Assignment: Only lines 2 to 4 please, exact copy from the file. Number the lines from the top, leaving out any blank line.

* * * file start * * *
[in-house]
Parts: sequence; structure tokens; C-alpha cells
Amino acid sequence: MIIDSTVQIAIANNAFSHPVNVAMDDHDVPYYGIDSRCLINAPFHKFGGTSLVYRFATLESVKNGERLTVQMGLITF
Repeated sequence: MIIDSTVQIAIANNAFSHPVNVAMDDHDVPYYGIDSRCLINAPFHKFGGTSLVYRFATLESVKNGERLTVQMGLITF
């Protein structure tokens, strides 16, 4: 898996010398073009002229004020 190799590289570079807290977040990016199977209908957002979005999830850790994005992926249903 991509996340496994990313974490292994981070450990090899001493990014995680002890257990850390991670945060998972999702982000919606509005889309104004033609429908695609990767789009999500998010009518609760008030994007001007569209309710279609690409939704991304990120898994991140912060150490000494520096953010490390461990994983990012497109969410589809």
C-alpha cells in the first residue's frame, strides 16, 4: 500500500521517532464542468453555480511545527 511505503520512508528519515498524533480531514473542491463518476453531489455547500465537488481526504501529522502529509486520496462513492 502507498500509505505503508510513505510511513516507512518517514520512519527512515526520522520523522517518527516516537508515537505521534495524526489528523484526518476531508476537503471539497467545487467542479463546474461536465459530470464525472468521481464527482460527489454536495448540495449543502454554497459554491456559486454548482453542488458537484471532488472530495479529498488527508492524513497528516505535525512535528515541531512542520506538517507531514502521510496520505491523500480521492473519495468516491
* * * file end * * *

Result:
Parts: sequence; structure tokens; C-alpha cells
Amino acid sequence: MIIDSTVQIAIANNAFSHPVNVAMDDHDVPYYGIDSRCLINAPFHKFGGTSLVYRFATLESVKNGERLTVQMGLITF
Repeated sequence: MIIDSTVQIAIANNAFSHPVNVAMDDHDVPYYGIDSRCLINAPFHKFGGTSLVYRFATLESVKNGERLTVQMGLITF